A neighborhood in the Stamford, CT has wondered about the safety of a piece of property for a while. Now they have has serious reason to question all past actions taken to protect them from the toxins which they believe lie under its soil… and even more reason to plan for a way to deal with those toxins in the future — since they have turned up in a number of local homeowners’ wells.
North Stamford Concerned Citizens for the Environment formed last fall when homeowners near Stamford’s Scofieldtown Park learned their well water was tainted with banned pesticides. The same toxins had been found in the soil of the park, which was built on a former industrial landfill. Many in the area believed commercial waste from the site had leached into the ground water, and they decided to act.
Though the EPA had been monitoring the park since 1996 and locals had been complaining about it for a good 10 years prior, Lauricella discovered little had been done.” The reports I was able to unearth showed that the city, state and federal government all let this inquiry fall through the cracks,” she says.
“Over time, there were people who raised various issues,” states Ben Barnes, Stamford’s former Director of Operations. “I don’t think the city ignored them particularly.” Barnes himself spent the waning months of the Dannel Malloy administration dealing directly with the well contamination and investigating the history of Scofieldtown.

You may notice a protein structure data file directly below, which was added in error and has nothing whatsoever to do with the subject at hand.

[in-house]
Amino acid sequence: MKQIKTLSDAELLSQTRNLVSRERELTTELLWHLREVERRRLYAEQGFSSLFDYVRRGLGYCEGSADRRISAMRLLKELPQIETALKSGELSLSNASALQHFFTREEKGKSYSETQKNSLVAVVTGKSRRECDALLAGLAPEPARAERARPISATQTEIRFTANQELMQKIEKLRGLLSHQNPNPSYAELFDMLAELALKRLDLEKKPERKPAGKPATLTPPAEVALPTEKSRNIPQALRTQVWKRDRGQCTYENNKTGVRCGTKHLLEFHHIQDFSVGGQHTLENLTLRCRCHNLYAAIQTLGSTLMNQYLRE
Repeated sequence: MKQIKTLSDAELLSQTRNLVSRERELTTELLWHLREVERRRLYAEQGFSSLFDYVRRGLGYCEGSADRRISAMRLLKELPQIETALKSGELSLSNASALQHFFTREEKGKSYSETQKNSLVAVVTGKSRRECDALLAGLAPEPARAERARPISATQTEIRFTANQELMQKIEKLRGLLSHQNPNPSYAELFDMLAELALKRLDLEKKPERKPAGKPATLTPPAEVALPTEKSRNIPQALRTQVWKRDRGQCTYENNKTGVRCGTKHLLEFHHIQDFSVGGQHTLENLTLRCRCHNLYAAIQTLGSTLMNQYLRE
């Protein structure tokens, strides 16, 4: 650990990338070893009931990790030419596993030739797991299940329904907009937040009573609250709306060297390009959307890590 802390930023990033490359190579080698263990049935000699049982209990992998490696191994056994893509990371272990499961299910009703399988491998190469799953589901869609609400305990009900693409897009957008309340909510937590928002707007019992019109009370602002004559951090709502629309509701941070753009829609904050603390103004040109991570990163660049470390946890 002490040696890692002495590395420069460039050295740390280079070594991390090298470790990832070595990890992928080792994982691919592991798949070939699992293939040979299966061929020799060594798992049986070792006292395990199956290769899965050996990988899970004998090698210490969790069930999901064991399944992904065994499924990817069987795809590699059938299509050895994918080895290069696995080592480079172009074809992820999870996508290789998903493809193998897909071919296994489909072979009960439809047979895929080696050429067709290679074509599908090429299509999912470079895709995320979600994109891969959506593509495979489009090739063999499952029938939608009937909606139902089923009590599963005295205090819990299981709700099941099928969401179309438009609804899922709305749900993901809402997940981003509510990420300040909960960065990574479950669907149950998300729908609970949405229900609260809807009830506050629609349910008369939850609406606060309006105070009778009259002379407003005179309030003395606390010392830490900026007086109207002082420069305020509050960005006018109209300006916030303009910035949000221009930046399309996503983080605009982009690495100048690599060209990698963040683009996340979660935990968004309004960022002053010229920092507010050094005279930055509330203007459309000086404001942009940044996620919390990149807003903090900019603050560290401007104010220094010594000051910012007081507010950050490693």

Barnes explains the former landfill is subject to the Comprehensive Environmental Response, Compensation, and Liability Act (better known as Superfund), and that prompted testing by the EPA. But the agency’s findings placed Scofieldtown in a nebulous area between an ecological disaster that qualified for a massive amount of federal intervention and an old, abandoned dump that was determined to be “clean enough.” ( source )
If the term ‘clean enough’ used in reference to a potentially hazardous site where hazardous chemicals more than likely found their final(?) resting place does not scare you, then what will? At least in this case the government has decided to step in, as the article mentions later on, but what about all the years before when children played in that park and those chemicals may have found their way into local wells unnoticed?
Something to think about: Even the best intentions of the most honest water quality inspectors go to waste when politics and budgets get involved… and the same goes for the intentions of most homeowners when the subject of decreasing property values comes up.
Testing for Pesticides in Well and Drinking Water…
Most of your traditional at-home drinking water test kits and well water test kits will not contain a test for pesticides for a number of reasons including keeping costs down and the fact that a kit would have to contain way too many different, and often times complicated, testing supplies one would need to test for the 1,000’s of commonly (and uncommonly) used pesticides in the world.
While you can test for two VERY commonly used pesticides, atrazine and simazine, using an at-home pesticides test kit, having your water tested by a certified water testing laboratory like National Testing Labs will provide you with a much better picture of your water’s safety by letting you know if it contains 20 different pesticides, herbicides and PCB’s.